Mechanical Error: When considering most modern laser scanners they accomplish scanning in a 360° x 2×0° field of view by deflecting the laser via a rotating mirror in the vertical axis and spinning the scanhead around on a horizontal axis. These mechanical devices (mirror & servos) are also subject to error. While these mechanical devices are aiming the laser beam for us the scanner is calculating and recording the angle and bearing of the mirror and the scanhead each time the instruments sends out a laser pulse. In reality there is a difference between the measured angle and the actual angle in both the horizontal and vertical angles. This is referred to as the Angular Error. As this error is in the bearing used to calculate the XYZ position of each point in the point cloud the error increases as the range increases. For this reason it is typically stated as a Radiant value. This allows you to understand how the angular error increases at range. 1 mrad angle means 1mm spacing per meter in distance from the scanhead. For example the Z+F 5010/HDS7000 has an Angular Error of 0.122 mrad. This means that the error is 1.2mm at 10m, 6mm at 50m, and 12mm at 100m. This mechanical error is also recomputed when you send a scanner in to be calibrated. This is done by scanning a known 3D environment. This allows for the calculation of a mean angular error which is used as a correction against angular errors. The point to take from this section is that angular errors have little impact on measurements at close range but they can have a big impact on data scanned at long range.

The root of the problem is that these three types along with the physical properties of lasers make for some rather complicated outcomes while most customers want a simple (single) number as an answer.  Sadly I can’t give it to you. I think that we need to keep seeing all of those confusing figures using whatever each manufacturer considers the gold standard in error calculation to be. The fact is, the level of error is very different if even one variable (range, angle to object, reflective quality of object, etc.) is altered. Many don’t think about the fact that this means there is a variance of accuracy even within one scanworld. But that doesn’t mean that we can’t help add to the overall understanding of the situation.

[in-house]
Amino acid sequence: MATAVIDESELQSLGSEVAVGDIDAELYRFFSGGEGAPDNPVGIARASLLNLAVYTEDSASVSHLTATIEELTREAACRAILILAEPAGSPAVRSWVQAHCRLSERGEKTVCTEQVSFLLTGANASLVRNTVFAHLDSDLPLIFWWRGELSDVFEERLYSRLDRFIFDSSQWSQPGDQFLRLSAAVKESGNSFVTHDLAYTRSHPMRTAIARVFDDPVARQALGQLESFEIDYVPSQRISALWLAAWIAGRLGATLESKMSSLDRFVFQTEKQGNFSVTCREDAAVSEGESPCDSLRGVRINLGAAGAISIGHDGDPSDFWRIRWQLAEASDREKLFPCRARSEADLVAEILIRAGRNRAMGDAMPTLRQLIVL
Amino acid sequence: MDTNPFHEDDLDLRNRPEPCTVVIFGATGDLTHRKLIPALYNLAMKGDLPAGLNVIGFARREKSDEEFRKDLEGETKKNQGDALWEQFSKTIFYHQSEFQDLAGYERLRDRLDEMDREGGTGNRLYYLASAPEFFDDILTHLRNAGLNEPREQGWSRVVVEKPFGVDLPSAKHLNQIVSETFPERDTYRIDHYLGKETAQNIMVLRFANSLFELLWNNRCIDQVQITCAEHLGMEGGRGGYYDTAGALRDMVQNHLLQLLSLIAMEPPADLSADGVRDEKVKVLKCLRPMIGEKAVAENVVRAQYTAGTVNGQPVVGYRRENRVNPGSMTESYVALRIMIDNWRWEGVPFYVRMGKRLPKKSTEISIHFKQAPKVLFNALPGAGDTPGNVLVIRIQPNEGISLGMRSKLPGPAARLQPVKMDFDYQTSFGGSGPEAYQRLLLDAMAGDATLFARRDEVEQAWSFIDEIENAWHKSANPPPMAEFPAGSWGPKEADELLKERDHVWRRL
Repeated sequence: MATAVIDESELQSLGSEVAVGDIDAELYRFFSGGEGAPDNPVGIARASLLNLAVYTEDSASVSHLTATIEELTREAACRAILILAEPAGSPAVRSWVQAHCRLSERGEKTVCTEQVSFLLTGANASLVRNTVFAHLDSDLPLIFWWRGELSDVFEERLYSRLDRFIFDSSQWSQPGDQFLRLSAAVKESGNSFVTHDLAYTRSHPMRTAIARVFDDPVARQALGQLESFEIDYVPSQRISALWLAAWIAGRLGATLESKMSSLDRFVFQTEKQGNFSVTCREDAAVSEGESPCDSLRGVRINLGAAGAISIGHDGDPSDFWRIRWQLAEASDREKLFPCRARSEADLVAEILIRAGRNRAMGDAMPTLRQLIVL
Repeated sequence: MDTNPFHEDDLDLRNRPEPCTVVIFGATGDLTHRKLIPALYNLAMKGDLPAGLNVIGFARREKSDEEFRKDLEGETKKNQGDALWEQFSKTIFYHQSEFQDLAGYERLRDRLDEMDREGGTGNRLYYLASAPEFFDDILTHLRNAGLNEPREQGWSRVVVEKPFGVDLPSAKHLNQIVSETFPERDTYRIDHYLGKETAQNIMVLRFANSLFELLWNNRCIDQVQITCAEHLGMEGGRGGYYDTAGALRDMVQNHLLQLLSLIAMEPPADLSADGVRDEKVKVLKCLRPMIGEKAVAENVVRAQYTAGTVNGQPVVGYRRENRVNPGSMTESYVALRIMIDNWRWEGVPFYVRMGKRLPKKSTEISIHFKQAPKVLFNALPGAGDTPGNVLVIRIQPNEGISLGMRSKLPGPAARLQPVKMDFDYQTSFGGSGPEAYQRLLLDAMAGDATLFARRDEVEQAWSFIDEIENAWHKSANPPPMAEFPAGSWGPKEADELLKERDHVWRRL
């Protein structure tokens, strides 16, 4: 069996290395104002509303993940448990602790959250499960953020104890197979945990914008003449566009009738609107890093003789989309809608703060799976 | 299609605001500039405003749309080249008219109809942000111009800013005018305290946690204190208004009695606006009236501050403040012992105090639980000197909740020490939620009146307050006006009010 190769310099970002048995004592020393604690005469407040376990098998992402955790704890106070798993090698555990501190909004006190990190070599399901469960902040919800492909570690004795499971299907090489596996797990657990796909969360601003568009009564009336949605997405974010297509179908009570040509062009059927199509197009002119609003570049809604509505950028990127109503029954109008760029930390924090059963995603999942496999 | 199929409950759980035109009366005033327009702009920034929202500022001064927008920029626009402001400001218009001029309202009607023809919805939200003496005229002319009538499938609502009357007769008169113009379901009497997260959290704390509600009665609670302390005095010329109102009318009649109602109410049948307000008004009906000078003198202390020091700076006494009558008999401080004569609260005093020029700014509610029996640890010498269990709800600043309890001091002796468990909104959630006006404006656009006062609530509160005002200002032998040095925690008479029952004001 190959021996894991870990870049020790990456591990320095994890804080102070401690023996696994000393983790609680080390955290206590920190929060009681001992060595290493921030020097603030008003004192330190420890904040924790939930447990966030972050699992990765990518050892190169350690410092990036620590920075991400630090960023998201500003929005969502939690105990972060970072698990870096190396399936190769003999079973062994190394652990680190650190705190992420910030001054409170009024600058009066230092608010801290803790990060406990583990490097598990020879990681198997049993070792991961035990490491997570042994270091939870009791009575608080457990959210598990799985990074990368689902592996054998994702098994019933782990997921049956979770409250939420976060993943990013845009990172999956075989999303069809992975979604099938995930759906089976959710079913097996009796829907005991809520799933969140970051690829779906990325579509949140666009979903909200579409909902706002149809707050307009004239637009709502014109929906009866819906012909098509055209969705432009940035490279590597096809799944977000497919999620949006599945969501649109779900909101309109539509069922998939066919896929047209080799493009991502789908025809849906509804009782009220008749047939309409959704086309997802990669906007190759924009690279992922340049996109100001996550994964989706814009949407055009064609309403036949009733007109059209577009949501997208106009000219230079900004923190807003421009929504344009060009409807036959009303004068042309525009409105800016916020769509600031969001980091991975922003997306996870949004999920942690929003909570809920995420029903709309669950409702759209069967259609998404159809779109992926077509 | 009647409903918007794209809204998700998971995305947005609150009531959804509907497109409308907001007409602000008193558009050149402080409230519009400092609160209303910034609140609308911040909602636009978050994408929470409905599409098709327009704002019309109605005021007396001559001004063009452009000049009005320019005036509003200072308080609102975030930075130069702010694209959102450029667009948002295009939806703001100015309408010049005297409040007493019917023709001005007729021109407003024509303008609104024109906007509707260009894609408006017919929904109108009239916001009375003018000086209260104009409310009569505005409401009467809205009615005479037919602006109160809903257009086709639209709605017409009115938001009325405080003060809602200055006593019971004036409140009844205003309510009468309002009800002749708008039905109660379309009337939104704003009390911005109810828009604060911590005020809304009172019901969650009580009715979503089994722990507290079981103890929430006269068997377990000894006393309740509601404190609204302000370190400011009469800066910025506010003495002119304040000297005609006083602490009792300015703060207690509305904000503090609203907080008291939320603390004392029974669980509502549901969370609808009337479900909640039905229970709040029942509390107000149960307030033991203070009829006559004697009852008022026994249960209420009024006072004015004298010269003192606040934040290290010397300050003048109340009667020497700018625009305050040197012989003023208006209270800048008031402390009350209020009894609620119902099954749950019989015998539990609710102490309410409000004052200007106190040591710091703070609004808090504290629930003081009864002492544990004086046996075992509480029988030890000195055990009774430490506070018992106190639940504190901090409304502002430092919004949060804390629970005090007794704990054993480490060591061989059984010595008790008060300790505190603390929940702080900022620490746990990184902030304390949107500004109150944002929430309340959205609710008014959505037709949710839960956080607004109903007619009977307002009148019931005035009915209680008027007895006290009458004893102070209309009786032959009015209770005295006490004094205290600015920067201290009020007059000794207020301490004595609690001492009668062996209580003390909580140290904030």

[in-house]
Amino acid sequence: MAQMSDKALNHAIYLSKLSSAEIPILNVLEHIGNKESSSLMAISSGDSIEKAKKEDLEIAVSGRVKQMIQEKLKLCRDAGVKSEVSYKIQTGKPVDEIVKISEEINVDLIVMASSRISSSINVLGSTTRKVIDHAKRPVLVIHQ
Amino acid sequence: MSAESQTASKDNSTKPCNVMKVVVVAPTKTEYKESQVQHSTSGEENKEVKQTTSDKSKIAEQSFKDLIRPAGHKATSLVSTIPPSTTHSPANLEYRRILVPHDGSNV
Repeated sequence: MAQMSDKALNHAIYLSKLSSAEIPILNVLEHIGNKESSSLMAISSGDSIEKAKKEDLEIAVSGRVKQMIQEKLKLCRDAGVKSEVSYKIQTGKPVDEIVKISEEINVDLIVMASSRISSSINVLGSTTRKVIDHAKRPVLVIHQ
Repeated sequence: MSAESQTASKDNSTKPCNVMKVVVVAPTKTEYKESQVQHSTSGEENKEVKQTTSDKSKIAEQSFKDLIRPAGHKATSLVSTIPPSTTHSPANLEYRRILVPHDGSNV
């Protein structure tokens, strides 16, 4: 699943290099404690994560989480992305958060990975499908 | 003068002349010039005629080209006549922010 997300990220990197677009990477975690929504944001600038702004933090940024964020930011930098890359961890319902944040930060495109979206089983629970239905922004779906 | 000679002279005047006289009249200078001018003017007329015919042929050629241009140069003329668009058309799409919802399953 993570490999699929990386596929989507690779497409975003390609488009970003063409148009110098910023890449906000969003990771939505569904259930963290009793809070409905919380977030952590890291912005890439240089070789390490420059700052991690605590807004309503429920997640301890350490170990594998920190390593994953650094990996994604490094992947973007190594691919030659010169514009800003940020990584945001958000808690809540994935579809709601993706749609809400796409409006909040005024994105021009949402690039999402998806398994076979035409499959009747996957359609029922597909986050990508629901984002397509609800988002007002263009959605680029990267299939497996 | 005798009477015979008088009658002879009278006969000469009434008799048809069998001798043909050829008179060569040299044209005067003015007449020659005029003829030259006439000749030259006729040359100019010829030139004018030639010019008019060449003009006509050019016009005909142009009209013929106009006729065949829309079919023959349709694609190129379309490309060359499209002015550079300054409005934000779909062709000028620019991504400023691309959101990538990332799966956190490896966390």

So, here is my proposal. Why don’t we develop a standard sample grid. An easy chart that like the EPA Mileage Certificate or the Nutritional Pyramid gives us an accurate snapshot of the performance of the instrument? I’m thinking a grid with various distances along one axis and various surfaces along the other showing the actual mean error of the instruments measurement compared to the known measurement. I know it’s not perfect; neither is the EPA’s Mileage Certificate. They calculate highway mileage driving in controlled conditions without considering a lot of real world applications. In other words, I will never get the exact numbers that they post on the sticker, but at least I can see that my Toyota Sequoia will take a lot more gas than my wife’s car. And that is what most customers are looking for; a direct comparison.

Oliver Diaz